All of my earliest memories are of life on the mountain. I remember quite vividly the garden in the meadow, the wild goats, the sea, my mother.
My mother came up to the mountain from the forest a long time ago. I never really asked her why she came, and she never talked about it. We lived simply. All of our needs were met with cultivation in the garden and foraging the wild around us.
Our isolation was a great blessing and perhaps a great difficulty. I spent my time observing and examining the living world around me. The flows and patterns of nature defined my experience. I appreciated the living world with all my heart and longed for community with all my soul. Apart from my mother, my strongest relationships were forged with my allies, the mountain goats.
I was not so different from the mountain goats. I was a solitary figure ambling across the mountainside. I didn't seek anything in particular and I was always happy to find some bit of fun or something tasty to eat. From time to time, I would simply follow a mountain goat, allowing myself to be led in any direction. This often resulted in my approaching the boundaries of our safe haven.
We were pretty well hidden on the mountainside, in our little meadow among the rocks. I was free to wander as I pleased. I learned the boundaries of the safe haven from my mother before my earliest memories. I often wondered what lay beyond the safe haven and my curiosity was always quenched by some new discovery of nature within my small world. As the outside world expanded outward into the unfamiliar unknown, my world expanded inward equally into a familiar unknown.
My mother often told me stories of the forest and I longed to know it. We often sat, the two of us, on large stones at the cliff's edge, overlooking the sea and listening to the waves crashing below. I knew that her forest was across the sea on the far land, visible in the distance. As we sat together observing the sea, I would sometimes notice soft tears streaming silently down her face.
Something had drawn my mother to live on the mountain, and raise me in solitude. She was loving and very kind, a stable rock, unmoving in the wind. She disappeared one night when I was a boy and I experienced a most intense fear, crying myself to sleep. When I spoke with her in the morning, she deflected my questions and managed to set my mind at ease. When I had the same experience as a teenager, I was not so easily deterred. She would still not tell me anything specific. I learned that she had a lover. I felt intense conflicting emotions and slowly began to consider my isolation more and more.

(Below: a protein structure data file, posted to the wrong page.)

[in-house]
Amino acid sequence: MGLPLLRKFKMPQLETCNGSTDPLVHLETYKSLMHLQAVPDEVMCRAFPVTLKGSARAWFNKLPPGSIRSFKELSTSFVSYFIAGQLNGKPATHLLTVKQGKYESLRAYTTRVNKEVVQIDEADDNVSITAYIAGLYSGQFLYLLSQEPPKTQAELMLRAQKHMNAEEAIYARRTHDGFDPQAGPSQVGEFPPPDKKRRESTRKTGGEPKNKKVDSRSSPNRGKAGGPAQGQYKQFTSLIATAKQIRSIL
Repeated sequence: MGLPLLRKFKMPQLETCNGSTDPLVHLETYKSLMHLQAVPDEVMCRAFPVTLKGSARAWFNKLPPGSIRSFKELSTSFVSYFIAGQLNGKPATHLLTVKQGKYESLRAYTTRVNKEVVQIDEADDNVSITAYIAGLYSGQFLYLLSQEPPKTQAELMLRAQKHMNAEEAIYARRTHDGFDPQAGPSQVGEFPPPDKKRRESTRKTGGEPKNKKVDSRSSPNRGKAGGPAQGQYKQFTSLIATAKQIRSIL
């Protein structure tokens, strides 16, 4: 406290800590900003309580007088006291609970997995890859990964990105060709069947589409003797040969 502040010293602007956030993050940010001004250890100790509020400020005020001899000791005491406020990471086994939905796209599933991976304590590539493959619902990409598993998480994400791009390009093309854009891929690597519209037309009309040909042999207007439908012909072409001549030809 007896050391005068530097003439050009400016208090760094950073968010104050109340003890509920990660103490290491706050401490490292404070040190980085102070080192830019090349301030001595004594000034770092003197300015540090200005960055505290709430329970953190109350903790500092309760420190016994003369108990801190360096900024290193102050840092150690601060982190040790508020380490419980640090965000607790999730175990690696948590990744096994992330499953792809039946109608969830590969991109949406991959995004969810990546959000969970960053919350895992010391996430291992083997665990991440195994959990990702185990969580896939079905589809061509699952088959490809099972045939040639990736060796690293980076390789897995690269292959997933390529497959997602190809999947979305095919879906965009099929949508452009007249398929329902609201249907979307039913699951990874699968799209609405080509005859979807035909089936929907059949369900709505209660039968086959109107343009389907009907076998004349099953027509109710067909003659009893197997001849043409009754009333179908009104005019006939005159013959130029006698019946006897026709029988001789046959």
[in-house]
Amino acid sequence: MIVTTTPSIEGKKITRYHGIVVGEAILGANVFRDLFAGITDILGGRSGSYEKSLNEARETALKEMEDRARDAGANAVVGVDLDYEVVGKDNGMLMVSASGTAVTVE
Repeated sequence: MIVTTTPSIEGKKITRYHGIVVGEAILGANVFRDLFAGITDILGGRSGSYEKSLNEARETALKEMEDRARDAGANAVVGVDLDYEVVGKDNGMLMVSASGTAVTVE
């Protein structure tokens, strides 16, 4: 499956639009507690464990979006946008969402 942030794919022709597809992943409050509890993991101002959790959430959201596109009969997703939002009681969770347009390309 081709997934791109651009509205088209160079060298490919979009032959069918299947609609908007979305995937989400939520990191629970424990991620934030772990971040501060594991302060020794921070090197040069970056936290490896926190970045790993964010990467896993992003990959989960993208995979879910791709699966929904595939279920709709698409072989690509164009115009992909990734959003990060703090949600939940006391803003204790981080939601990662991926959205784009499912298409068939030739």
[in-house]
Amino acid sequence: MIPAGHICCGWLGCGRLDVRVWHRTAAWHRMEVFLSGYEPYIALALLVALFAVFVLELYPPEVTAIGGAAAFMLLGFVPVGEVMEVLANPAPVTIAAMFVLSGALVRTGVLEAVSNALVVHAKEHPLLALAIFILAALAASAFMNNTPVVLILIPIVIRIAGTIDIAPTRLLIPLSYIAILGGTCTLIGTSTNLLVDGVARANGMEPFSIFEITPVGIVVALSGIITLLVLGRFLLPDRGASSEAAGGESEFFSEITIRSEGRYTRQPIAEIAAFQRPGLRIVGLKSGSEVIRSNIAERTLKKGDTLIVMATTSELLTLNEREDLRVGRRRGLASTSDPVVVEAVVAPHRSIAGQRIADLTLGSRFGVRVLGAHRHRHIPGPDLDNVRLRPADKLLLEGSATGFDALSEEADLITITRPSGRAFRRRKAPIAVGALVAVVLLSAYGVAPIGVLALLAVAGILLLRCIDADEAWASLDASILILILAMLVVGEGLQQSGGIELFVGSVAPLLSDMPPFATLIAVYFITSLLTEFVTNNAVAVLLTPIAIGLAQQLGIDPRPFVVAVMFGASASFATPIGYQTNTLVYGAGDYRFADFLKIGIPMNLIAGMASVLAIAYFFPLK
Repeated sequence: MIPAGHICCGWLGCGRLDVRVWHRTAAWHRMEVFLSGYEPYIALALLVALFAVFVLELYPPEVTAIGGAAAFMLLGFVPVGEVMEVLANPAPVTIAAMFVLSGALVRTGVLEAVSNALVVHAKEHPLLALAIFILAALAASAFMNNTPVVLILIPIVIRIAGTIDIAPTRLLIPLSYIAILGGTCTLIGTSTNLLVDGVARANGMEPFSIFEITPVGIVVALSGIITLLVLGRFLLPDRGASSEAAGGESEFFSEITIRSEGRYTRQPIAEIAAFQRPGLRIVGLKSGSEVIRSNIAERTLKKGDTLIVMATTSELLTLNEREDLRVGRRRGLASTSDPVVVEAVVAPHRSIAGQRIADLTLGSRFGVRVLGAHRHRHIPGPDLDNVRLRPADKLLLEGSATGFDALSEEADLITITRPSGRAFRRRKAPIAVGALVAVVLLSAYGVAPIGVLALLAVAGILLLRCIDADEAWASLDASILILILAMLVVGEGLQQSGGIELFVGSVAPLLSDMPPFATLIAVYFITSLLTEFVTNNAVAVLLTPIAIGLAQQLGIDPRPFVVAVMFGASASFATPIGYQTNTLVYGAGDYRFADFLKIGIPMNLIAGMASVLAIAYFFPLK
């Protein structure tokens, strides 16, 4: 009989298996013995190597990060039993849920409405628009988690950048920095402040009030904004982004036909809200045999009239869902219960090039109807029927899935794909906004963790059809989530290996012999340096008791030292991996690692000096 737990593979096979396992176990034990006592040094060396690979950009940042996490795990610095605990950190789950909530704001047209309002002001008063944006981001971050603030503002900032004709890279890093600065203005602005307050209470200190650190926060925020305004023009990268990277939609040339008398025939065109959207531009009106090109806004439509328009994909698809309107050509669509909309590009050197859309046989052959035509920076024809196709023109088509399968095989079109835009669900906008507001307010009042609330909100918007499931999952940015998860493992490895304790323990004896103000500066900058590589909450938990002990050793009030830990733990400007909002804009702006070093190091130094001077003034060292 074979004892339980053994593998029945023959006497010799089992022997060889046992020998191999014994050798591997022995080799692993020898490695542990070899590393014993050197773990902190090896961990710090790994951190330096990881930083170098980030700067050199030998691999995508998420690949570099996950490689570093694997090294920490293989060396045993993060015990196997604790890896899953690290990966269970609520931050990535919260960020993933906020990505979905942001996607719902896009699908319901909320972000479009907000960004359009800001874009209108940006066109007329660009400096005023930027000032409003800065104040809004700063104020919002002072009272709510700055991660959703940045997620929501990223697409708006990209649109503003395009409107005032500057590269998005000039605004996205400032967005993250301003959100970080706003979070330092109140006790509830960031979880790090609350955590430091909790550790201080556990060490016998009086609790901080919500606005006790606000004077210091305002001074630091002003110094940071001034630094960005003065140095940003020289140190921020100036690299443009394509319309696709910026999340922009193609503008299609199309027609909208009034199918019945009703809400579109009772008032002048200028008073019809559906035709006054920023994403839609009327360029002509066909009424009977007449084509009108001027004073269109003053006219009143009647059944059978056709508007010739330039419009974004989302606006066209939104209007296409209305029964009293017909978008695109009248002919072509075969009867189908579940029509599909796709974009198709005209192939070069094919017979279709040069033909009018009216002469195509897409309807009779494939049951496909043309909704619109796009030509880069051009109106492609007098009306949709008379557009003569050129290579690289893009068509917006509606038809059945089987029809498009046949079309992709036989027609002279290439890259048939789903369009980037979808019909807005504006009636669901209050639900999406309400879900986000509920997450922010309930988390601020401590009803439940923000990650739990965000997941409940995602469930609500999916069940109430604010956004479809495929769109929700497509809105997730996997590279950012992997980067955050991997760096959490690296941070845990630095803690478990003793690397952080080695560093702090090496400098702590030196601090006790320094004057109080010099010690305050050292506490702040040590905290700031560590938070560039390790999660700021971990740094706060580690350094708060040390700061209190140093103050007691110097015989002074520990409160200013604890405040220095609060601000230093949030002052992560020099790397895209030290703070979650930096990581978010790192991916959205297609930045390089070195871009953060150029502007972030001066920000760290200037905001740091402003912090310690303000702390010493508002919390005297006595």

One summer, as I neared adulthood, in the year after the drought, my mother seemed to lose her baseline. The parts of the garden she tended became overgrown and I often found her out on the stone at the cliffside, crying. She talked frequently about the forest and I could tell she longed to leave the mountain. Something happened and she was just a shell of the woman I had always known. Her turmoil threw my own life into turmoil as well. I found myself following the mountain goats to the ridge at the boundary of the safe haven regularly and I often considered pursuing them over the top.
One day, I did just that. Over the top of the ridge, it was not long before I ran into trouble. I don't really remember what happened on that day. I seem to have purged the memories from my mind. I remember crossing the ridge and walking a short distance through some thick trees before finding myself bursting out of the thicket, right in the middle of a road. I turned to find a tall man staring right into my eyes. I fell backward, startled, and hit my head on a rock at the edge of the road. I have no memory of any other events from that time. My earliest memory since that day is waking from a deep sleep on the floor of the Paper Cabin. I do not know the fate of my mother.